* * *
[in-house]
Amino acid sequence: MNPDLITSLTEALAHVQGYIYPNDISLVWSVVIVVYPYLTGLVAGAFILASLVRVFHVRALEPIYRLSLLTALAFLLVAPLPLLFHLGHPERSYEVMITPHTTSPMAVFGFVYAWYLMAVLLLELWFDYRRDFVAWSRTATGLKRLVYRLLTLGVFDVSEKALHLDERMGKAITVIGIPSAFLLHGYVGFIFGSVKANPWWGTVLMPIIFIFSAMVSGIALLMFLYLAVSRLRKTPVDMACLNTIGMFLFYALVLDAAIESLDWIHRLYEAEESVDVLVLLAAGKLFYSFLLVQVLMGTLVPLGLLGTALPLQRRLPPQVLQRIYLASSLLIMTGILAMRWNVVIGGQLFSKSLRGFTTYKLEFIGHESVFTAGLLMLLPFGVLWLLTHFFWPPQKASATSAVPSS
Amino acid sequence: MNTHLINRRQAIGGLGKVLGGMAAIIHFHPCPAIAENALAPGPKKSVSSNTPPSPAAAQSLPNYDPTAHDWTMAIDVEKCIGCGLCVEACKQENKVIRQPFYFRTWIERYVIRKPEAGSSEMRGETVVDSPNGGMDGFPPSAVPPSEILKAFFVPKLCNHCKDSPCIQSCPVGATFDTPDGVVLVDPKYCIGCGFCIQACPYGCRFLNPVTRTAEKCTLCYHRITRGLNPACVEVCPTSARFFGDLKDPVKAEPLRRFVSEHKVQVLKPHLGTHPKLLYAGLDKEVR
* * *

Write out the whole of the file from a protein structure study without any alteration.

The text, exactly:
[in-house]
Amino acid sequence: MNPDLITSLTEALAHVQGYIYPNDISLVWSVVIVVYPYLTGLVAGAFILASLVRVFHVRALEPIYRLSLLTALAFLLVAPLPLLFHLGHPERSYEVMITPHTTSPMAVFGFVYAWYLMAVLLLELWFDYRRDFVAWSRTATGLKRLVYRLLTLGVFDVSEKALHLDERMGKAITVIGIPSAFLLHGYVGFIFGSVKANPWWGTVLMPIIFIFSAMVSGIALLMFLYLAVSRLRKTPVDMACLNTIGMFLFYALVLDAAIESLDWIHRLYEAEESVDVLVLLAAGKLFYSFLLVQVLMGTLVPLGLLGTALPLQRRLPPQVLQRIYLASSLLIMTGILAMRWNVVIGGQLFSKSLRGFTTYKLEFIGHESVFTAGLLMLLPFGVLWLLTHFFWPPQKASATSAVPSS
Amino acid sequence: MNTHLINRRQAIGGLGKVLGGMAAIIHFHPCPAIAENALAPGPKKSVSSNTPPSPAAAQSLPNYDPTAHDWTMAIDVEKCIGCGLCVEACKQENKVIRQPFYFRTWIERYVIRKPEAGSSEMRGETVVDSPNGGMDGFPPSAVPPSEILKAFFVPKLCNHCKDSPCIQSCPVGATFDTPDGVVLVDPKYCIGCGFCIQACPYGCRFLNPVTRTAEKCTLCYHRITRGLNPACVEVCPTSARFFGDLKDPVKAEPLRRFVSEHKVQVLKPHLGTHPKLLYAGLDKEVR